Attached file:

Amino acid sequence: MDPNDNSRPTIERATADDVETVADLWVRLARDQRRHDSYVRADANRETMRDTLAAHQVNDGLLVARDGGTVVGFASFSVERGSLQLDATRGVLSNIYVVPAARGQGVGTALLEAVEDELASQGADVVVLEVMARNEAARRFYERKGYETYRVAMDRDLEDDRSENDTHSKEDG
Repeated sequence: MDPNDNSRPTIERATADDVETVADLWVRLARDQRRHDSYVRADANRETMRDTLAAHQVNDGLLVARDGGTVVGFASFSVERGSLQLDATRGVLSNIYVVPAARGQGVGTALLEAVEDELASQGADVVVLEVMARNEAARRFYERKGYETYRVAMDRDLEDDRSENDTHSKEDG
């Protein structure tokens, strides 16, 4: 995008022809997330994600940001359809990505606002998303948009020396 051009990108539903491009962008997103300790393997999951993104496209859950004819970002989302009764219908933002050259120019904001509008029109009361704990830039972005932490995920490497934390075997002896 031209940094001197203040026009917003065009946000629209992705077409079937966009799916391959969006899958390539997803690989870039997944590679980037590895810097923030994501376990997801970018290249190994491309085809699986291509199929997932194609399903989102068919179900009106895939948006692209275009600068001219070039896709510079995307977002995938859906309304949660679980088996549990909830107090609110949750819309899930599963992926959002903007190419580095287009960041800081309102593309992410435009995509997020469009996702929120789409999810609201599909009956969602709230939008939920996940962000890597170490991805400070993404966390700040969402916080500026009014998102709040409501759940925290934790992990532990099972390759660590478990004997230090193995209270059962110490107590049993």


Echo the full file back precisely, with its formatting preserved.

Amino acid sequence: MDPNDNSRPTIERATADDVETVADLWVRLARDQRRHDSYVRADANRETMRDTLAAHQVNDGLLVARDGGTVVGFASFSVERGSLQLDATRGVLSNIYVVPAARGQGVGTALLEAVEDELASQGADVVVLEVMARNEAARRFYERKGYETYRVAMDRDLEDDRSENDTHSKEDG
Repeated sequence: MDPNDNSRPTIERATADDVETVADLWVRLARDQRRHDSYVRADANRETMRDTLAAHQVNDGLLVARDGGTVVGFASFSVERGSLQLDATRGVLSNIYVVPAARGQGVGTALLEAVEDELASQGADVVVLEVMARNEAARRFYERKGYETYRVAMDRDLEDDRSENDTHSKEDG
């Protein structure tokens, strides 16, 4: 995008022809997330994600940001359809990505606002998303948009020396 051009990108539903491009962008997103300790393997999951993104496209859950004819970002989302009764219908933002050259120019904001509008029109009361704990830039972005932490995920490497934390075997002896 031209940094001197203040026009917003065009946000629209992705077409079937966009799916391959969006899958390539997803690989870039997944590679980037590895810097923030994501376990997801970018290249190994491309085809699986291509199929997932194609399903989102068919179900009106895939948006692209275009600068001219070039896709510079995307977002995938859906309304949660679980088996549990909830107090609110949750819309899930599963992926959002903007190419580095287009960041800081309102593309992410435009995509997020469009996702929120789409999810609201599909009956969602709230939008939920996940962000890597170490991805400070993404966390700040969402916080500026009014998102709040409501759940925290934790992990532990099972390759660590478990004997230090193995209270059962110490107590049993």